You’ve been through the process of patent drafting and prosecution, and you’ve been successful. You’ve paid the issue fee and now you have an issued U.S. patent, congratulations! The USPTO will send you a ribbon copy of your patent, which is a paperback copy with the USPTO ribbon and seal. But you’re not done with the USPTO yet. To keep your patent active and enforceable, you must remember to pay the maintenance fees. Failure to pay any one of the three maintenance fees will result in your patent expiring and becoming unenforceable.
The maintenance fees are due after the patent issue date as follows
and the amounts for a small entity as of July 1, 2019, are:
3 to 3.5 years————$800
7 to 7.5 years———–$1800
11 to 11.5 years——–$3700
You can’t pay them early.
You may also pay with a surcharge during the “grace periods” at
3.5 to 4 years———–$80
7.5 to 8 years———–$80
11.5 to 12 years——-$80
You must include both the patent number and corresponding application number with your maintenance fee payment; in the case of a reissue, include the reissue application number. The patent number is at the top of the first page of the patent ribbon copy, and the application number is a few lines down on that same page. Alternatively, you can look for your patent on the USPTO website. To do this, you can go to the ‘search patents’ page and enter your name as a search term. You can enter other information too if need be, like your town, etc.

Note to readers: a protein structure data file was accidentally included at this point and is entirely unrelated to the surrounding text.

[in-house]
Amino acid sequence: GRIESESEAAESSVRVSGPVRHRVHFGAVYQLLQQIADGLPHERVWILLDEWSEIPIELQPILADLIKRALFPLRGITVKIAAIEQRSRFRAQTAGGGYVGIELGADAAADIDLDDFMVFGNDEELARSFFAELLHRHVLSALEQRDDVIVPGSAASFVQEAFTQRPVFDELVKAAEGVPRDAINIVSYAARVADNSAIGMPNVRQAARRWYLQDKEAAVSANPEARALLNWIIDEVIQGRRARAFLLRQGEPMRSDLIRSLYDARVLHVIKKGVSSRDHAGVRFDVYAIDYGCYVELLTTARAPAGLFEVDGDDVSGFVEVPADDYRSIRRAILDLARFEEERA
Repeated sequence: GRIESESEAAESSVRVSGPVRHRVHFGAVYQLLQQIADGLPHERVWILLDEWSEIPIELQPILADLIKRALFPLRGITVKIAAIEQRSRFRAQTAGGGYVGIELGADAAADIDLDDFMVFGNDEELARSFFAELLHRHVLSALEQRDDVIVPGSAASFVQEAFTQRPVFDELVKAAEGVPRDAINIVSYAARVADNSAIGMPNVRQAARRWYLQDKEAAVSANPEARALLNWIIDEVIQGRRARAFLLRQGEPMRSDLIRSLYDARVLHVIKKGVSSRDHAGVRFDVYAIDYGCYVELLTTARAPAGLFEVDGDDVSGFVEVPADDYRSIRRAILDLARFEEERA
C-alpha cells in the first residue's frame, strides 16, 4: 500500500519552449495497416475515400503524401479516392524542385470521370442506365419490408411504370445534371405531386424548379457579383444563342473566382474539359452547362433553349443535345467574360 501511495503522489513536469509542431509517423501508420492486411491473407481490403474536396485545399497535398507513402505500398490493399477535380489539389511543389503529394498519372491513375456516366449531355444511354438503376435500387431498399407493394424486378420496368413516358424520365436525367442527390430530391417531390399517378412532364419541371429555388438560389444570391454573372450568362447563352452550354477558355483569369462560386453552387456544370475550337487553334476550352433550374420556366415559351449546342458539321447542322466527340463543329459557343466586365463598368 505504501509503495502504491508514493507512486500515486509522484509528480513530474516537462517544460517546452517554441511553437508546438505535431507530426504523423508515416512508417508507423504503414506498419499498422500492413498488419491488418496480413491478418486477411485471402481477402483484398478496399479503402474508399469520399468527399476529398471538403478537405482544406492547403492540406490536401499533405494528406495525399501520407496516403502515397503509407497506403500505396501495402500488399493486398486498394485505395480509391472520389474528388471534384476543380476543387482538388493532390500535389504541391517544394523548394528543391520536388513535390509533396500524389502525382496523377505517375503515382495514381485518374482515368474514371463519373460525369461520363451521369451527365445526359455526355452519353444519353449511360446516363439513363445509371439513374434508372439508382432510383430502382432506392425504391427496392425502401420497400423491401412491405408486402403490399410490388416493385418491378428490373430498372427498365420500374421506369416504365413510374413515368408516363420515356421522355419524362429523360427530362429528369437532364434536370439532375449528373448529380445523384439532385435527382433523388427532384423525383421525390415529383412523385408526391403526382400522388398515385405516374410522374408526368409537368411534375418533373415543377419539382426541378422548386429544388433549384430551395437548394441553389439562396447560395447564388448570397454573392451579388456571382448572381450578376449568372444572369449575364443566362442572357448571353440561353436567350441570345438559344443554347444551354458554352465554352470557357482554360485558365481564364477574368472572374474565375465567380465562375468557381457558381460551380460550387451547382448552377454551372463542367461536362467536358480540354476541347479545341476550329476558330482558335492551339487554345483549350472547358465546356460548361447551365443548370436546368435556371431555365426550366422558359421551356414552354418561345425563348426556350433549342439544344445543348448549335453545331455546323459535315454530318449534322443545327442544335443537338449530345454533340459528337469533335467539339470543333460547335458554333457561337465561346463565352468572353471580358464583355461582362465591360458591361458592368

If worse comes to worse, and you miss one of the time windows, you can reinstate your patent by making a delayed payment. You have to submit a petition and fees to the USPTO, along with a statement that the delay in payment of the maintenance fee was unintentional, and it must be signed. The fee for a small entity is $1000 as of July 1, 2019.
If you’re working with a patent professional they should keep track of the due dates for you and send you reminders. They can also help you try to reinstate your patent if you miss a payment.
For more information you can call Gearhart Law at 908-273-0700; we can help you with maintenance fees and other patent matters, both domestic and foreign.
Or you can visit the USPTO website at: